The Game-Changing Fuel That Could Shake Up the Aviation Industry
If I asked you to name the aviation industry’s most impressive figures and their milestones, you’d probably pick out…
- The Wright Brothers, who invented and built the world’s first aircraft, then famously conducted their inaugural flight in Kitty Hawk, North Carolina.
- Amelia Earhart, the first female pilot to fly solo over the Atlantic.
- Howard Hughes, the engineer and businessman who built aircraft, set several air speed records, and built Trans World Airlines into a powerhouse.
But allow me to add another history-making achievement that I bet you wouldn’t think of…
Taking off from Ottawa International Airport on an otherwise normal day last October, the twin-engine Falcon 20 was the world’s first flight to use 100% biofuel. It reached 30,000 feet in the process. Pilot Tim Leslie described the feat as “truly inspiring.”
And potentially game-changing.
Yes… I know clean, green alternative fuels have struggled to gain widespread consumer adoption.
But biofuel is gaining traction as a viable fuel in aviation, as airlines try to reduce carbon emissions. And a handful of companies are ready to lead the way…
The Solution to This Global Problem is… the Globe Itself
As you know, today’s aircraft run on kerosene. And according to the Intergovernmental Panel on Climate Change, pollution from the aviation industry accounts for 2% of all greenhouse gas emissions.
Granted, that sounds pretty insignificant. But Steven Barrett, Assistant Professor of Astronautics and Aeronautics at MIT, tells the BBC, “In terms of climate impact, it’s somewhat higher than that. Estimates vary from 5% to 10%, because of the altitude at which planes fly. Emissions from planes have a different impact than they would on the ground.”
The problem is only going to worsen, as airline passenger numbers and flights are projected to double by 2030.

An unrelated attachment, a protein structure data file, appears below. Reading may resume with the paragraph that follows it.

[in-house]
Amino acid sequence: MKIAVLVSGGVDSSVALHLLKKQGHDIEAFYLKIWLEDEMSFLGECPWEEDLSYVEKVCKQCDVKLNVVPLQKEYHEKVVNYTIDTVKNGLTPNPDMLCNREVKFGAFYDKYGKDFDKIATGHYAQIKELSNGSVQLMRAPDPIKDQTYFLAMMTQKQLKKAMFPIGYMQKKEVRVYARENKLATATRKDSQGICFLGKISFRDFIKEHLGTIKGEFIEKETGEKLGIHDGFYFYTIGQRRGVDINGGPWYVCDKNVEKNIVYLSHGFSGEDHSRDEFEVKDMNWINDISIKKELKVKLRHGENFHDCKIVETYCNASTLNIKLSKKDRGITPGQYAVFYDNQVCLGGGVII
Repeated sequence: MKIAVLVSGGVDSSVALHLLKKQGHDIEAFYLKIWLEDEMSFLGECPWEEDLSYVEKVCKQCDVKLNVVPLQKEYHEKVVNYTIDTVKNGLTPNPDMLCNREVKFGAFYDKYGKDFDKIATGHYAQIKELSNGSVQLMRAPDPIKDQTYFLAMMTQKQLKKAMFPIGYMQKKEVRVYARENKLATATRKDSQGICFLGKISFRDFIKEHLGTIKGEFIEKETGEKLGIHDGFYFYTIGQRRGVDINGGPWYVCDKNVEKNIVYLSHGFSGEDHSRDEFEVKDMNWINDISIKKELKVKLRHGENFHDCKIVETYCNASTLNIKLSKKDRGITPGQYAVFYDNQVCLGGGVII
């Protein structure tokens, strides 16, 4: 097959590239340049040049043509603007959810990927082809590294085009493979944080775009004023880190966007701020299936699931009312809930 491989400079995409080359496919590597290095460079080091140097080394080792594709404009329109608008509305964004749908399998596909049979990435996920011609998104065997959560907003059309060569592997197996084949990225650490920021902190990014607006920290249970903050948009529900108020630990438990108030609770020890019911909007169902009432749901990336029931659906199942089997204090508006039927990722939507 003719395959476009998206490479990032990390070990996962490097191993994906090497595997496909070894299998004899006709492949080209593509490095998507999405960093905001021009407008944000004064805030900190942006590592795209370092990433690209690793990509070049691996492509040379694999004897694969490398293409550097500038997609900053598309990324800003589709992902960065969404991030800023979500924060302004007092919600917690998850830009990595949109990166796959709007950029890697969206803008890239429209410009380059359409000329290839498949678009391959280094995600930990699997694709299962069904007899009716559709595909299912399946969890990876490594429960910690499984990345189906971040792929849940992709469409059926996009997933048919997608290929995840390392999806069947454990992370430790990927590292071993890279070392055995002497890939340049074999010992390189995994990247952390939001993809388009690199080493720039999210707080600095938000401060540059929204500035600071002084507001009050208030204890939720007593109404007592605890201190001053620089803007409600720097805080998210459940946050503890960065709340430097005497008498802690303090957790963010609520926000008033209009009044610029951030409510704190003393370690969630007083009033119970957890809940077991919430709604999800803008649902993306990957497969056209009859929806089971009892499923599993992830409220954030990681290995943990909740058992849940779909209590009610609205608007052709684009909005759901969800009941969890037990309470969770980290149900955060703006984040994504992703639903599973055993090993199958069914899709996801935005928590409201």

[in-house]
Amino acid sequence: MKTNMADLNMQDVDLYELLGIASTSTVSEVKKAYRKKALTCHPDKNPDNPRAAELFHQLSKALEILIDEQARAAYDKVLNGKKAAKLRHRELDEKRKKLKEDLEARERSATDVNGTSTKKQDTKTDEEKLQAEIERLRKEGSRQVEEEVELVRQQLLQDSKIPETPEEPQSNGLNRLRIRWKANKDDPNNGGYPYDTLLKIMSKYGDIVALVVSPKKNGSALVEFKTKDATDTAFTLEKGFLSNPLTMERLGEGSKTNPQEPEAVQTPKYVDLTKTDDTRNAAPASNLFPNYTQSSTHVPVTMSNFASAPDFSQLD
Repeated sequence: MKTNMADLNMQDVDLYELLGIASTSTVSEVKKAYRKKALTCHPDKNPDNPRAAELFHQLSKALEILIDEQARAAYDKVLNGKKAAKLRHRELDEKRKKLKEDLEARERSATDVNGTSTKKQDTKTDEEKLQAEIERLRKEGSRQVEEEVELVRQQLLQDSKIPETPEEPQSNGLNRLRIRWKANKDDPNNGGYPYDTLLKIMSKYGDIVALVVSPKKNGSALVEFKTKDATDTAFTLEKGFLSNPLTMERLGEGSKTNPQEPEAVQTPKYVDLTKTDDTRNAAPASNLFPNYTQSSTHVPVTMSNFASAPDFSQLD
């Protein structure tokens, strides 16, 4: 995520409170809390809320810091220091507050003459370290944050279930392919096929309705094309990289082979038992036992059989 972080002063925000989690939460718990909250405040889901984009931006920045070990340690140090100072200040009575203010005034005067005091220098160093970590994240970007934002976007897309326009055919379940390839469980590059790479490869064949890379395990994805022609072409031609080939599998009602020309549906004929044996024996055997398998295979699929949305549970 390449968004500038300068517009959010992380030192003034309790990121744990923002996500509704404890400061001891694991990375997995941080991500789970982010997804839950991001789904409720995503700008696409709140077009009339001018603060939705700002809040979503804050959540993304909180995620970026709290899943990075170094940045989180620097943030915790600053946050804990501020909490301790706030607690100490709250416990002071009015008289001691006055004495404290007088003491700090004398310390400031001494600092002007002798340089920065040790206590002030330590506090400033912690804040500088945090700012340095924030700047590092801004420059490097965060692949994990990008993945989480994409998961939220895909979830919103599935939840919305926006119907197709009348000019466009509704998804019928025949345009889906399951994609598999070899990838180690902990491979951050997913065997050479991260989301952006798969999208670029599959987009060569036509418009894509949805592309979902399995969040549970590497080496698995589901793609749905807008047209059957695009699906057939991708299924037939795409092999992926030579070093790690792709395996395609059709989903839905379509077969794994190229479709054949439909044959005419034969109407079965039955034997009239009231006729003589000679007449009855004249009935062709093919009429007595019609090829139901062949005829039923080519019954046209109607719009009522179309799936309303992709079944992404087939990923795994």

Algae, cooking oil, coconut, and rapeseed oil (the latter of which helped power the Falcon 20) are just some of the more environmentally friendly options open to the new age of aviation innovators.
In fact, figures from the National Research Council of Canada (NRC), which owns the Falcon 20, showed a 50% drop in emissions, versus traditional fossil fuel – consistent with other positive rapeseed studies.
Both the government and aviation’s biggest players are embracing the biofuel option…
Powered By Plants
Last week, the U.S. government extended the Farm to Fly program, which aims to produce one billion gallons of aviation biofuel by 2018.
Aviation giant Boeing (BA) is also heavily invested in biofuels. Chief Technology Officer, Dr. John Tracy, tells the BBC that the company is “very aggressive… probably 75% of the R&D dollars we invest in the commercial airplane side goes towards improving our environmental footprint.”
That’s because it’s easier, quicker and cheaper to adapt aircraft to biofuels, rather than redesigning more energy-efficient planes, or powering them in more expensive ways.
Since Virgin Atlantic became the first airline to successfully use a combination of regular jet fuel and biofuel on a flight from London to Amsterdam in 2008, the number of biofuel tests has risen.
The U.S. Air Force, Navy and a host of global airlines have conducted various biofuel flights. And in June 2011, KLM was the first to run biofuel in a commercial flight from Amsterdam to Paris.
Just today, a China Eastern Airlines Airbus 320 operated an 85-minute flight using biofuel that Sinopec (SHI) developed from palm oil and recycled cooking oil. The pilots told Xinhua that the fuel was “no different from traditional fuels.” That’s a vital benefit.
And the American Society for Testing and Materials (ASTM) has already approved up to 50% of biofuels made from inedible plants and waste in conjunction with kerosene for commercial flights.
The “inedible” part is important, as it avoids the issues that trigger such controversy with consumer-based alternative biofuels like corn for ethanol – i.e., how production for energy usage competes with food production and thus contributes to rising food prices as a result.
A New Age of Aviation Innovation
The aviation industry has come a long way since the days of the early pioneers.
But although the players have changed, innovation remains just as critical.
The aviation fuel market alone is massive – worth around $140 billion a year. And biofuels are gaining wider acceptance as an alternative fuel to kerosene. The International Air Transport Association estimates that by 2020, 30% of jet fuel will be made up of biofuels.
Ahead of the tape,